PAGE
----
In Brief

Should the eurozone worry about Germany’s GDP drop?

Europe’s largest economy shrinks for first time since 2015 as it is hit by weaker trade position and lower consumer spending

There has been more bad news for the eurozone, after Germany experienced its first quarter-on-quarter fall since 2015.

According to Destatis, Germany’s statistics office, GDP contracted by 0.2% in the second quarter of the year as a weaker trade position and lower consumer spending weighed on the economy.

The Guardian says trade weakness “was partly down to temporary factors”, including disruption to car production before new and more rigorous emissions tests came into force in September, but economists warned there were also some worrying structural developments in Germany.

Carsten Brzeski, the chief economist in Germany for the Dutch bank ING, said the worst economic performance since the beginning of 2013 was “another wake-up call for the eurozone’s largest economy” while Centre for European Economic Research (ZEW) said that investors did not expect the German economy to recover rapidly from the third-quarter weakness.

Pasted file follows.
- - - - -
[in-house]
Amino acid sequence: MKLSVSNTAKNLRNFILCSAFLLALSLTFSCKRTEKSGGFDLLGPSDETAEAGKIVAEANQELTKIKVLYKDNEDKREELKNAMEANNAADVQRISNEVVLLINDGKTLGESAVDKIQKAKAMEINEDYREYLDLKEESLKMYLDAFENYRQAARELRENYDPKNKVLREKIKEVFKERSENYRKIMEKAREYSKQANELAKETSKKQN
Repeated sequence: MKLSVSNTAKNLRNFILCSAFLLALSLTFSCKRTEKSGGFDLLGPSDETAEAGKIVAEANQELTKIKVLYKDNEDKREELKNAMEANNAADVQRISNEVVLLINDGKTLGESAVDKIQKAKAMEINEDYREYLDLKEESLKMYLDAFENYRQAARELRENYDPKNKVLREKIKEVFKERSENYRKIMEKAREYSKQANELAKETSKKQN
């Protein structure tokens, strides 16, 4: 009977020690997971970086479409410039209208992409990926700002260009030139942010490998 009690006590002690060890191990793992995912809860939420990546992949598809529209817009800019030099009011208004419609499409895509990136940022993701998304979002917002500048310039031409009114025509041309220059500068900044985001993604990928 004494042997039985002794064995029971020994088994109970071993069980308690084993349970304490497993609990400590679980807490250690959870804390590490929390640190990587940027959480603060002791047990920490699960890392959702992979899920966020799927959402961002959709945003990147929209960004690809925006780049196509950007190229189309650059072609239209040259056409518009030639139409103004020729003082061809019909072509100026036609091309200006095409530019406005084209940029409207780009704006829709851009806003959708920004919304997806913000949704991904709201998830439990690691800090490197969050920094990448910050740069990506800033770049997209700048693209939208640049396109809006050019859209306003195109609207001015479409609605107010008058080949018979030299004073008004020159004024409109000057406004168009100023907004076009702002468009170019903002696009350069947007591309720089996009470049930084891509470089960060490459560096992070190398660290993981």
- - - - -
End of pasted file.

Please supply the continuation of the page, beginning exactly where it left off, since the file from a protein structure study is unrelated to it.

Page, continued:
In addition to angst about the impact of US President Donald Trump's abrasive trade policy, “German firms are concerned about instability at home where Chancellor Angela Merkel's awkward 'grand coalition' has come close to collapsing twice”, says RTE.

The Irish broadcaster says the figures “have raised concerns that a near-decade-long expansion is faltering”, while their release come at a bad time for the eurozone.

The 19-nation economic bloc saw its gross domestic product (GDP) rise by 0.2% between July and September, according to Eurostat.

The growing trade war with the US, uncertainty over Brexit and a stand-off over Italy’s populist budget, saw the eurozone grow by 1.7% year on year, the slowest pace since the final three months of 2014.

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